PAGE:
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Automatic Segmentation of Skeleton in Whole-Body MR Images
Uppsala University, Disciplinary Domain of Science and Technology, Mathematics and Computer Science, Department of Information Technology.
2013 (English)Independent thesis Advanced level (professional degree), 20 credits / 30 HE creditsStudent thesis
Abstract [en]

Magnetic Resonance Imaging(MRI) has developed as a widespread technique to examine various body parts and diagnose a wide range of diseases. MRI can often be superior to other imaging techniques such as Computed Tomography(CT) since it does not use ionizing radiation and can give a clearer image of soft tissue. As MRI becomes a more important part in medicine the demands on software to analyse the images and extract useful information increases. Today medical image analysis can be used to localise tumours, measure brain substance and to isolate specific organs. Although much has happened in the field in recent years there is still little published about segmentation of skeleton in MRI images, this might be because cortical bonen either contains fat nor water and thus gives a weak signal in MRI images. Skeletal segmentation could still be useful to localise other body parts, to guide further analysis of whole body images and to do attenuation correction in PET/MRI systems. This work aims to increase the knowledge about skeletal segmentation in fat and water(FWI) MR images, and the goal is to produce a method that is flexible and robust enough to work on different MR machines with patients of various body types. This work implemented and evaluated two methods for skeletal segmentation in fat and water MR images. The first method divided the body into different regions and segmented each region with a region-specific algorithm and the other method consisted of a filter that detect patterns in the proximity of bone.The evaluation used reference segmentations performed with the program SmartPaint, and overlap with the automatic method was measured. Subjects used in this work originated from two studies, one on small patients and one on larger patients, thus giving an indication of how well the methods work on a population with large variance. Results show that the filter method produce a more accurate result than the body division method. The body division method had an average dice coefficient of 0.836, over segmentation ratio of 0.225 and under segmentation ratio of 0.120. The filter method had a dice coefficient of 0.944 and over and under segmentation rates were both 0.055. Both methods needed post processing in order to get a result that minimised the over segmentation in order to achieve an acceptable result. Neither of the methods allows accurate assessment of bone volume, but an approximation might be possible with the filter method. This project has shown that it is possible to segment skeleton in whole body MRimages with a decent result without using either registration or deformable models. More advanced methods will most likely be needed to minimise the over segmentation and increase segmentation accuracy.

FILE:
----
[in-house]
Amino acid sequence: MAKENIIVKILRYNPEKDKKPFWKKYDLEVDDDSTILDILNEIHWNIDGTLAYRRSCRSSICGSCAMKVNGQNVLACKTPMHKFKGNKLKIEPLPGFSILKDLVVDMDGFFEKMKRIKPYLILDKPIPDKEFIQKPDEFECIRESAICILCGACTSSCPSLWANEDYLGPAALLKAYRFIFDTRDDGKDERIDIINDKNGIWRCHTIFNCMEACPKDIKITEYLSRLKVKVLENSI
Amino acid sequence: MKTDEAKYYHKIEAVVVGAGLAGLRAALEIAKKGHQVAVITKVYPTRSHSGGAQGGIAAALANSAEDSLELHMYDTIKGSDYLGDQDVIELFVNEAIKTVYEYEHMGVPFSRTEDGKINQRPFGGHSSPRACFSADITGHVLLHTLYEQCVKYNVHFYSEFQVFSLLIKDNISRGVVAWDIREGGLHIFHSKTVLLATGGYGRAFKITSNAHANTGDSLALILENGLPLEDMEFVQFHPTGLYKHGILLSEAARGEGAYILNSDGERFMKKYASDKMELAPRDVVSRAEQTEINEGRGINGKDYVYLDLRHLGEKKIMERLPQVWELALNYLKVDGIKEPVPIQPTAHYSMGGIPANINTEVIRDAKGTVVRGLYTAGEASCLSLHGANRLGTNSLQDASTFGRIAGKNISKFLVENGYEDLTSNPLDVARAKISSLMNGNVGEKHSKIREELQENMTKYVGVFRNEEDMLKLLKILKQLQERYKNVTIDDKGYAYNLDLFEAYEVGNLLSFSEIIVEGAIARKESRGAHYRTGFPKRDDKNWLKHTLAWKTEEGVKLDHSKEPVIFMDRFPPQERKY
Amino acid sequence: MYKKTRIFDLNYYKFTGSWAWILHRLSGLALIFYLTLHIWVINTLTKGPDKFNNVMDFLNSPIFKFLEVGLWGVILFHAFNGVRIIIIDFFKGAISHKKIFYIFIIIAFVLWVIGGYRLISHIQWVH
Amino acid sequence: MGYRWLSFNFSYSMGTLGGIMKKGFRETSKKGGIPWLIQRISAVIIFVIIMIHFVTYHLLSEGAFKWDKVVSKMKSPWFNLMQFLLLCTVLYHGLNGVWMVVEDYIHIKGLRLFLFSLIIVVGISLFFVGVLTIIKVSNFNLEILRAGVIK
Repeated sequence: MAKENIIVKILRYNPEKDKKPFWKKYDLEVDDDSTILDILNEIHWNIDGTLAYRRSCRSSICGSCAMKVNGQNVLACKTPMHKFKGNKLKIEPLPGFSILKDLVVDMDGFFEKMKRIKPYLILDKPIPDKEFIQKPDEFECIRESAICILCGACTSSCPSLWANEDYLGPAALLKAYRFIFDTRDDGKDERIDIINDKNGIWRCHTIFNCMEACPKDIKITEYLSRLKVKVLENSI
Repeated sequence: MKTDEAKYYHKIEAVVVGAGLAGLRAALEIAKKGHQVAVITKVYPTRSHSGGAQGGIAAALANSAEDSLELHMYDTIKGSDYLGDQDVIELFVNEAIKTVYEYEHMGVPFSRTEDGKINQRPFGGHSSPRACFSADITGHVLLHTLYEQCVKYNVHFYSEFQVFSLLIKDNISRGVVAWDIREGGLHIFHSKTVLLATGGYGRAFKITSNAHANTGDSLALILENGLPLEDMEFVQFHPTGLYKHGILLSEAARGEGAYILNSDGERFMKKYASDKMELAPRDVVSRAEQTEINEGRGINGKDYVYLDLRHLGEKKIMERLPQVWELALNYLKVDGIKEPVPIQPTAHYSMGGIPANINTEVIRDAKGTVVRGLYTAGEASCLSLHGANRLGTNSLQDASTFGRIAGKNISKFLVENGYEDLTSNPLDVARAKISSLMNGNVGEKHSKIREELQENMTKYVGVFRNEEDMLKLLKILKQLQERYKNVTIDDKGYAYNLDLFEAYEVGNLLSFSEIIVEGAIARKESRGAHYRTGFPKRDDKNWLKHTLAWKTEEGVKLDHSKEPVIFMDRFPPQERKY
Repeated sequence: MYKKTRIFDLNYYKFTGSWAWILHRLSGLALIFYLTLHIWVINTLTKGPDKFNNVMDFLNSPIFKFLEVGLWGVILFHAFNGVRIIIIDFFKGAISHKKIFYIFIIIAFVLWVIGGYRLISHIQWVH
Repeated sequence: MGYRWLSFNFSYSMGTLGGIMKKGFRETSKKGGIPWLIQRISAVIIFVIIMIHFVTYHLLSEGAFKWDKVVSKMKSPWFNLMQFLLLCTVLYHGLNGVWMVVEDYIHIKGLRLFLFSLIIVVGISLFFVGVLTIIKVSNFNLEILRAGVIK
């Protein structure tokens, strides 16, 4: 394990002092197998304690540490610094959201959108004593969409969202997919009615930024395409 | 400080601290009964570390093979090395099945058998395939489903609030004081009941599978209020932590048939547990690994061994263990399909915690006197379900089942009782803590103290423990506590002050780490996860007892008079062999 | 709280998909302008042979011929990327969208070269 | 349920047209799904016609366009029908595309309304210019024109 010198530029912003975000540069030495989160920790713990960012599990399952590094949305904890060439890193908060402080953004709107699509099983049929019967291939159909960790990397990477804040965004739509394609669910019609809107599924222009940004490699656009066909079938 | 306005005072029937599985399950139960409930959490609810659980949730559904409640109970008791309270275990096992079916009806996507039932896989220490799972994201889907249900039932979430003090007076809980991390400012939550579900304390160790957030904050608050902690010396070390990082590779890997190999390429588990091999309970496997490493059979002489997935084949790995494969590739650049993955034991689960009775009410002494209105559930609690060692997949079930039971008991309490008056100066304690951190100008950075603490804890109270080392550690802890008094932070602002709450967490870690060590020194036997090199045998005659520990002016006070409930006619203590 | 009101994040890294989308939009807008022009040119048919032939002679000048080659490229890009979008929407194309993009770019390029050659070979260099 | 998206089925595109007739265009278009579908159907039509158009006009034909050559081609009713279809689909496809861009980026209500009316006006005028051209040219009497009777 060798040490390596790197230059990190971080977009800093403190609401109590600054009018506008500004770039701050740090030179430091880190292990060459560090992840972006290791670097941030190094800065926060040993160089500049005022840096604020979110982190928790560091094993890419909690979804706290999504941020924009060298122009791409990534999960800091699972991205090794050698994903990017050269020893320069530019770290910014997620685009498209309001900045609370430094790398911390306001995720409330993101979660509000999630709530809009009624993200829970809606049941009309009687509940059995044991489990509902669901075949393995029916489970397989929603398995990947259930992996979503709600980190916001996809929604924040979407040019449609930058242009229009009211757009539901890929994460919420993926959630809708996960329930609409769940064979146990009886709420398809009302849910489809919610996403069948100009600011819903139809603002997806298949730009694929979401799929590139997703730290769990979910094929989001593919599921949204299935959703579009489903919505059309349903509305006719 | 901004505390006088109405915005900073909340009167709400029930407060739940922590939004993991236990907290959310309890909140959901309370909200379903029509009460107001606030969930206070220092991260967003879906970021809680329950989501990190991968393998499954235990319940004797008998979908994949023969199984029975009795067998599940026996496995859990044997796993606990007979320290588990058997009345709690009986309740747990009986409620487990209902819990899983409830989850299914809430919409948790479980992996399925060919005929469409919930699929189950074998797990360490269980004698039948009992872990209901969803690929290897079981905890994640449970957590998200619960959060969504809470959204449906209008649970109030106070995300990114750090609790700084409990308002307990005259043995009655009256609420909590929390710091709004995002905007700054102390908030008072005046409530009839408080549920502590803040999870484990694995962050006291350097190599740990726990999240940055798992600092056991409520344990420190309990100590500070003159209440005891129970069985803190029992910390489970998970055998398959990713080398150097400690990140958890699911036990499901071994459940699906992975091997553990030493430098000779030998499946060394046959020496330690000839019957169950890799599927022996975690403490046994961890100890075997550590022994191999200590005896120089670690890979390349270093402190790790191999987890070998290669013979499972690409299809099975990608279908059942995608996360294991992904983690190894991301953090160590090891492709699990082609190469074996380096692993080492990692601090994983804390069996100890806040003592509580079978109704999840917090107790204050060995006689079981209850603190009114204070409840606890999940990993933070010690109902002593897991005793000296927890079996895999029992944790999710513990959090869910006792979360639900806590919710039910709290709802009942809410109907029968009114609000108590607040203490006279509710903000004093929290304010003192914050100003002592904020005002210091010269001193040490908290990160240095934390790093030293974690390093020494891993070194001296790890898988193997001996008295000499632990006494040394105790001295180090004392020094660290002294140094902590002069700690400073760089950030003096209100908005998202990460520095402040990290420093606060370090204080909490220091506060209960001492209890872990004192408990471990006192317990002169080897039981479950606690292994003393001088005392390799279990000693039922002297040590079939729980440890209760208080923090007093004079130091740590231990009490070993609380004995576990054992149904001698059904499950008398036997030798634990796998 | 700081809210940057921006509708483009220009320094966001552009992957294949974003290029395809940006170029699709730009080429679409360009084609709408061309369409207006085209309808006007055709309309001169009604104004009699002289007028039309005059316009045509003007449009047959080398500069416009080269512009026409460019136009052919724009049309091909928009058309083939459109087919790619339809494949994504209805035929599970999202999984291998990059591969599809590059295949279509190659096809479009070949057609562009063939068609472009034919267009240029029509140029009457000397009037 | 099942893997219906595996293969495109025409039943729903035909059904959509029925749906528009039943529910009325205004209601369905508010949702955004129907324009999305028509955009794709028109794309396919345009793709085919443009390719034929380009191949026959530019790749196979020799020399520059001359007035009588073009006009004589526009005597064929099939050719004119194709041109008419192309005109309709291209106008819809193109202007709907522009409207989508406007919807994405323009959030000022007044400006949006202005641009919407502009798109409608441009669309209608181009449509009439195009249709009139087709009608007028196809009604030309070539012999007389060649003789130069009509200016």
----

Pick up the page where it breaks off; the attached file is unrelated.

Place, publisher, year, edition, pages
UPTEC IT, ISSN 1401-5749 ; 13 011
National Category
Engineering and Technology
URN: urn:nbn:se:uu:diva-211221OAI: diva2:665983
Educational program
Master of Science Programme in Information Technology Engineering
Available from: 2013-11-21 Created: 2013-11-21 Last updated: 2013-12-03Bibliographically approved

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